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  • Wishbone: Oklahoma Football, 1959–1985
  • Brian M. Ingrassia
Smith, Wann. Wishbone: Oklahoma Football, 1959–1985. Norman: University of Oklahoma Press, 2011. Pp. xiv+329. Notes, illustrations, bibliography, and index. $24.95 cb.

Since World War II, the University of Oklahoma (OU) stands as America’s winningest intercollegiate football program. Journalist Wann Smith has written a detailed narrative of 1950s–1980s OU football, based on extensive interviews. The apparent target audience, Sooners football fans, will likely find it appealing. Scholars, however, will find the book sorely lacking in historical context and critical perspective.

The book’s greatest strength is its original research. As the endnotes attest, Smith combed newspapers and interviewed numerous individuals from 2006 to 2010, including coaches Barry Switzer and Gene Hochevar of OU, as well as Darrell Royal and Emory Bellard of Texas. He also interviewed players such as John Tatum, Greg Pruitt, Kenny King, and Spencer Tillman, as well as the son of OU coach Bud Wilkinson. Lengthy quotations pepper the narrative, giving the book much of its lively character. This strength, however, soon turns into a liability. Multiple quotations include assertions that Smith fails to examine critically. Are we sure that “[r]ace was never an issue” in the 1970s, as Elvis Peacock stated (p. 174) in a 2010 interview? This assertion is reinforced by a 2010 Switzer quotation (p. 156), but the history of race at OU in the era of civil rights and Black Power must have been more complex than the rosy portrait painted by Smith and his interview subjects. In another section that will give critical readers pause, Switzer admitted to giving student-athlete Billy Sims $1,500 in 1978 (p. 238). Was this aid offered with the knowledge of the National Collegiate Association of America (NCAA) or OU officials? Did Switzer break any rules? Smith never tells us; he does not even acknowledge that this action may have been questionable.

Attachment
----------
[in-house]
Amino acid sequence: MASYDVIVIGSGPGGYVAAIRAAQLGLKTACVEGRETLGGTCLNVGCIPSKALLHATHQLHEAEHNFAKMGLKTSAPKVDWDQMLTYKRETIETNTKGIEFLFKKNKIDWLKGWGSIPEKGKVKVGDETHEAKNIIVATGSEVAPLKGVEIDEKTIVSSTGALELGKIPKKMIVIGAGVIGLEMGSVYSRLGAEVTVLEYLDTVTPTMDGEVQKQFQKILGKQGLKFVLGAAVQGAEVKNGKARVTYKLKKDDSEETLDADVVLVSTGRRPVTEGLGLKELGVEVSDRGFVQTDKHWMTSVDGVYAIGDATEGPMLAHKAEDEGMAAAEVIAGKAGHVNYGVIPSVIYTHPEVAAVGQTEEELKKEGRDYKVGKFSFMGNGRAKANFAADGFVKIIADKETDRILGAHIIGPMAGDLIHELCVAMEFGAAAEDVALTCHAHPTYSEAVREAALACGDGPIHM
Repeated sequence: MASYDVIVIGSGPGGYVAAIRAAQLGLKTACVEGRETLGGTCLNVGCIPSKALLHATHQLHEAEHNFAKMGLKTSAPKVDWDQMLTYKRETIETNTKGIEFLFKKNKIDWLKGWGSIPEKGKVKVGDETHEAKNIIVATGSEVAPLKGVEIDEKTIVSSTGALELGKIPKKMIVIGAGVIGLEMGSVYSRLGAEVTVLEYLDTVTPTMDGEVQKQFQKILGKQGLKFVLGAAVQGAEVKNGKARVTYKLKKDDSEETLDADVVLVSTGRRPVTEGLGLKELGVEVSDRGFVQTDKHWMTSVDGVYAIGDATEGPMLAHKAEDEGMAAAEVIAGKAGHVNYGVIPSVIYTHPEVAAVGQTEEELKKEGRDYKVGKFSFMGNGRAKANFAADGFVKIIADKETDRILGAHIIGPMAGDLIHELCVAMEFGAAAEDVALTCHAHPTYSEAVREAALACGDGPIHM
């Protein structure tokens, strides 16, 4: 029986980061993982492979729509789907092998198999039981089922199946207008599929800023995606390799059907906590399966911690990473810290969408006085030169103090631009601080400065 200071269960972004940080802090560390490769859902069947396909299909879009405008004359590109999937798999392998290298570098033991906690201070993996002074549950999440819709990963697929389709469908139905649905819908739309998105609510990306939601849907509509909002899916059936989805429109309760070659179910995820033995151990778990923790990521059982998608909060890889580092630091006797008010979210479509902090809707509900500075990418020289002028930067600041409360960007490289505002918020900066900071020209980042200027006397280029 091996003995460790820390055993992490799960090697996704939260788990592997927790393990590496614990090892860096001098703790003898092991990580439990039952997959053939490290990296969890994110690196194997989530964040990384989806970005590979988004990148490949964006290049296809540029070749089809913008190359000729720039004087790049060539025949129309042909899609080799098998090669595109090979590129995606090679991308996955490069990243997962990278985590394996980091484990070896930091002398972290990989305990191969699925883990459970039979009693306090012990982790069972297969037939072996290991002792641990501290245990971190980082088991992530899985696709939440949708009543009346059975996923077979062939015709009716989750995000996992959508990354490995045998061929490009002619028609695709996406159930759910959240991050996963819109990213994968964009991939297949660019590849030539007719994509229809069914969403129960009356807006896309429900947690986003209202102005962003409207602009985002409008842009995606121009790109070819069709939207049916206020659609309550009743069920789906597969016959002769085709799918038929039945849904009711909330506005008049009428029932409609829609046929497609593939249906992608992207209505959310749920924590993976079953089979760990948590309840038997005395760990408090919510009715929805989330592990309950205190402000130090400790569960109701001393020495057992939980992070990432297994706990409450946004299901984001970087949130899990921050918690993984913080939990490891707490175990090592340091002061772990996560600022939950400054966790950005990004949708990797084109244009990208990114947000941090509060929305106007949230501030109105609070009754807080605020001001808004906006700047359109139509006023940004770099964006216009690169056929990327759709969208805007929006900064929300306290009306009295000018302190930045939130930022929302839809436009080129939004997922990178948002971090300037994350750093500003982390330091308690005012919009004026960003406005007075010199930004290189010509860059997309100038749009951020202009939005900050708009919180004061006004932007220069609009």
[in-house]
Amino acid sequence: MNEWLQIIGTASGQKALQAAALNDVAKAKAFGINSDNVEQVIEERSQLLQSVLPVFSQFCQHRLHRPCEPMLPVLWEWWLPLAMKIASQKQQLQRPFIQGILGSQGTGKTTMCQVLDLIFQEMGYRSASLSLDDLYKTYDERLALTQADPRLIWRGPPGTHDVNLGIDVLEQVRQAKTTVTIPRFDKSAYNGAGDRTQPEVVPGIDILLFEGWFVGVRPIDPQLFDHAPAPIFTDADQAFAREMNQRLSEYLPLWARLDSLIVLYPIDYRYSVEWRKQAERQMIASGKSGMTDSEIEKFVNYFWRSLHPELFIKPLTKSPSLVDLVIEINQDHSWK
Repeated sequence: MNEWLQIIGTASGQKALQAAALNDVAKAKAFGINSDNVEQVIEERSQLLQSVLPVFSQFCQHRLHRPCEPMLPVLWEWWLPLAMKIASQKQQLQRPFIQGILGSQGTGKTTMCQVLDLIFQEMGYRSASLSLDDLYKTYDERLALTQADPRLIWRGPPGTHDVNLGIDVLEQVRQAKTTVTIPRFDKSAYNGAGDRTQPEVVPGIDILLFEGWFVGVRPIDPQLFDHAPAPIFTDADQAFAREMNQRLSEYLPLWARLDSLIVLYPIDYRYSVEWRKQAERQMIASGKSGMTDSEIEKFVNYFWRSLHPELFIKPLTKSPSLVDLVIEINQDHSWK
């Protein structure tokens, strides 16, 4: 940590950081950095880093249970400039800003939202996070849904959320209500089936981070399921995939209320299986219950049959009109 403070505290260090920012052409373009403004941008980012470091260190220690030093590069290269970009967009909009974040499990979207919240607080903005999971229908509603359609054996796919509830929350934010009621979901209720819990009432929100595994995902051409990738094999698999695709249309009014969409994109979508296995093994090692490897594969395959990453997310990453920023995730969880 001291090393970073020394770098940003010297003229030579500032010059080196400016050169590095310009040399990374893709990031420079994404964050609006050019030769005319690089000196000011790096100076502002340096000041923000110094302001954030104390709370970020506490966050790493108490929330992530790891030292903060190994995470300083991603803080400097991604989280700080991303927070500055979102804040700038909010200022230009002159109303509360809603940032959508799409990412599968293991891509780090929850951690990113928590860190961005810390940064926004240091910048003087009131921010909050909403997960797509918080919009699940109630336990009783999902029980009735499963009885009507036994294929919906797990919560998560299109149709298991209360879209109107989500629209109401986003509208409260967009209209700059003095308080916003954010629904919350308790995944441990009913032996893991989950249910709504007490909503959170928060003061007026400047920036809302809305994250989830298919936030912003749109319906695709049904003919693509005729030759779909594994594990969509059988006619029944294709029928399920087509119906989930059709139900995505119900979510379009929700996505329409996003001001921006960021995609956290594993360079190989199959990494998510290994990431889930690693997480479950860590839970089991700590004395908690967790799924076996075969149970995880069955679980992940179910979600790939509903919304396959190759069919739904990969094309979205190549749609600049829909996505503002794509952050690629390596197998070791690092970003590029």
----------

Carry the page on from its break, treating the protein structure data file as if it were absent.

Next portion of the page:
Wishbone is a work of chronos, not kairos. The story, although occasionally dramatic, plods through nineteen chronological chapters. While one can certainly appreciate Smith’s attention to detail, the reader quickly gets overwhelmed by the litany of Texas showdowns, Nebraska matchups, and Orange Bowl invitations. A welcome relief is the October 1970 chapter dedicated to the wishbone offense (pp. 119–126). Had the author included more thematic chapters—perhaps focused on rivalries, race relations, recruiting practices, or administrative expectations for coaches, just to name a few—the book could have been more interesting to non-partisans and more useful for sport historians.

Although the book does address some historically significant issues, they are buried in the monotonous chronological organization. For example, readers occasionally glimpse a strange, mid-1900s athletic world in which recruiting practices were not fully standardized and coaches occasionally treated each other as colleagues, not just competitors. An [End Page 367] important passage discusses, albeit not by name, the U.S. Supreme Court case NCAA v. Board of Regents of the University of Oklahoma (1984), which ruled that the NCAA violated antitrust laws by limiting universities’ ability to profit from televised football (pp. 258–260). Such discussions are too brief, and they can hardly be located via an index that is almost entirely comprised of names. There are no entries for the 1984 court case or the NCAA; there is not even a dedicated entry for “wishbone.” The bibliography is similarly weak: only six of its twenty-eight titles can be construed as academic works, and it does not list the interviews.

Finally, a major flaw of the book is that Barry Switzer’s ignominious 1989 resignation is quickly swept under the rug with a long, self-serving quotation in the epilogue. A momentarily inattentive reader might miss the startling fact that four OU players committed unspecified felonies—gang rape and selling cocaine, according to a book listed in Smith’s bibliography—under Switzer’s watch. Like other hagiographic titles penned with football enthusiasts in mind, this book is not critical of collegiate sport. No doubt, many fans see universities as athletic organizations that also grant degrees. But critical readers, who might reasonably expect more from a university press, will want to understand the extent to which...


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pp. 367-368
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